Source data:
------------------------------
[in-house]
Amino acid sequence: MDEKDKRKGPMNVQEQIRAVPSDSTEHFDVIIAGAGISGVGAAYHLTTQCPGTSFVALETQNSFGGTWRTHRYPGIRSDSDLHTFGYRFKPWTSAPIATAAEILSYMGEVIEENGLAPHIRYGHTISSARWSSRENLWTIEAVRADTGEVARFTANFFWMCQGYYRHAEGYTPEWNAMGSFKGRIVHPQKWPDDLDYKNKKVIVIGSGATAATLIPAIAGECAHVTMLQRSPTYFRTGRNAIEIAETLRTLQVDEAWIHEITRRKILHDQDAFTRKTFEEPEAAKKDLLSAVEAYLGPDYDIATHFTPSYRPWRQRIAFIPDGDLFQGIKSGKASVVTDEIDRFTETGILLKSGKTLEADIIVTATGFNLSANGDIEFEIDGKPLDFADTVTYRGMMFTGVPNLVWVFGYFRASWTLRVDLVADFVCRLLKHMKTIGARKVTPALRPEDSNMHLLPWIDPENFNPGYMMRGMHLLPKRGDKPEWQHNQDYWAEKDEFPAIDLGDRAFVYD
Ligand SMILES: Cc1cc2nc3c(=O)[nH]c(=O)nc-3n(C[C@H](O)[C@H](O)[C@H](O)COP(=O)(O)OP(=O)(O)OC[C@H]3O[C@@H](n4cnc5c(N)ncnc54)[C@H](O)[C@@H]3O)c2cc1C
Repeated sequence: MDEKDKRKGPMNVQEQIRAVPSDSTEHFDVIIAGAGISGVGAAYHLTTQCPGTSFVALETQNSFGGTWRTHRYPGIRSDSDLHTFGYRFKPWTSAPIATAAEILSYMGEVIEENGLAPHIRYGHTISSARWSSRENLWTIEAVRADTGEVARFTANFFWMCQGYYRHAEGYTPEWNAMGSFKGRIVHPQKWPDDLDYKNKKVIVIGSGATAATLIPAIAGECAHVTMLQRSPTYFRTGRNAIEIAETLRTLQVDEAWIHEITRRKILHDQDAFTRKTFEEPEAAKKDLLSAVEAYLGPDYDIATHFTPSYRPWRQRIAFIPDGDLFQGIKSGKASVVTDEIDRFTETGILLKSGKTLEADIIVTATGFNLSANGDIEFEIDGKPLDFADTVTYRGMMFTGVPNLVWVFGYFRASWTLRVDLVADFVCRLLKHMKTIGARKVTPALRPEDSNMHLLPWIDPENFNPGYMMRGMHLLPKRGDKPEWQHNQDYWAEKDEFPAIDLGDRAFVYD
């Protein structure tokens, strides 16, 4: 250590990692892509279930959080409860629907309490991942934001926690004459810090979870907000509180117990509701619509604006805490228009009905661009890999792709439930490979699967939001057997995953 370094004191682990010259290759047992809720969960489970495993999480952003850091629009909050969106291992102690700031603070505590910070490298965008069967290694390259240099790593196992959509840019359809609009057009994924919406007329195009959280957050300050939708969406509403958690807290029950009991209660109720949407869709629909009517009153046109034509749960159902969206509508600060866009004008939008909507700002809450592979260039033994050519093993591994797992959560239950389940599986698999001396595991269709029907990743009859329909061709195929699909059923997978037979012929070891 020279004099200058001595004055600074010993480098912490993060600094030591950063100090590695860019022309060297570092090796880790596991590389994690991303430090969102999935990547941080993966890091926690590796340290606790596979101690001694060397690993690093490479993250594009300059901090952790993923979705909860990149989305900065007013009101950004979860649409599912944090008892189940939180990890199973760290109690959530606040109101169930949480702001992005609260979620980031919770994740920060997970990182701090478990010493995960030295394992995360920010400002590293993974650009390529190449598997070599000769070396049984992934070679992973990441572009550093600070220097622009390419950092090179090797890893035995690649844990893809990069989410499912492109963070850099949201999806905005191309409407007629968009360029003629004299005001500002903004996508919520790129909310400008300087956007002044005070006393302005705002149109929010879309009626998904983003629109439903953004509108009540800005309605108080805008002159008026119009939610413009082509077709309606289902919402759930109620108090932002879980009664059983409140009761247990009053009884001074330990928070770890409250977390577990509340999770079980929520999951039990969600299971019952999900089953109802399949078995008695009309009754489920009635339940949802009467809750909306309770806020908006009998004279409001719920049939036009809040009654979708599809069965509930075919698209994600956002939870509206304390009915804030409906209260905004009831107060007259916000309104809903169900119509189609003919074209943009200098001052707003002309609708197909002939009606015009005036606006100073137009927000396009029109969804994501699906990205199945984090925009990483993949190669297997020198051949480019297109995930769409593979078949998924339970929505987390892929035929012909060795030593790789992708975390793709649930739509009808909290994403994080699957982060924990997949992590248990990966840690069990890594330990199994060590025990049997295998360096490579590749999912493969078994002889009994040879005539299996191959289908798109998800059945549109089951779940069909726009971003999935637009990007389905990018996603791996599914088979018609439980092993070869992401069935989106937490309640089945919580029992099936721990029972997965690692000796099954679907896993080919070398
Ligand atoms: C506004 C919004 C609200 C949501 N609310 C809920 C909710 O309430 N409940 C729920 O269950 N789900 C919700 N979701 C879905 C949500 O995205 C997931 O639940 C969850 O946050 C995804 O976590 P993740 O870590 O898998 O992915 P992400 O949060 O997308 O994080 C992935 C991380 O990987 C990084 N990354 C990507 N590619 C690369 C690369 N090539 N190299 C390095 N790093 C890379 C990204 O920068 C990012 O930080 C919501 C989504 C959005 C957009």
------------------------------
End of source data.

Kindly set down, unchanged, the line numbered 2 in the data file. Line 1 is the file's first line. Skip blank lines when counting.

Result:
Amino acid sequence: MDEKDKRKGPMNVQEQIRAVPSDSTEHFDVIIAGAGISGVGAAYHLTTQCPGTSFVALETQNSFGGTWRTHRYPGIRSDSDLHTFGYRFKPWTSAPIATAAEILSYMGEVIEENGLAPHIRYGHTISSARWSSRENLWTIEAVRADTGEVARFTANFFWMCQGYYRHAEGYTPEWNAMGSFKGRIVHPQKWPDDLDYKNKKVIVIGSGATAATLIPAIAGECAHVTMLQRSPTYFRTGRNAIEIAETLRTLQVDEAWIHEITRRKILHDQDAFTRKTFEEPEAAKKDLLSAVEAYLGPDYDIATHFTPSYRPWRQRIAFIPDGDLFQGIKSGKASVVTDEIDRFTETGILLKSGKTLEADIIVTATGFNLSANGDIEFEIDGKPLDFADTVTYRGMMFTGVPNLVWVFGYFRASWTLRVDLVADFVCRLLKHMKTIGARKVTPALRPEDSNMHLLPWIDPENFNPGYMMRGMHLLPKRGDKPEWQHNQDYWAEKDEFPAIDLGDRAFVYD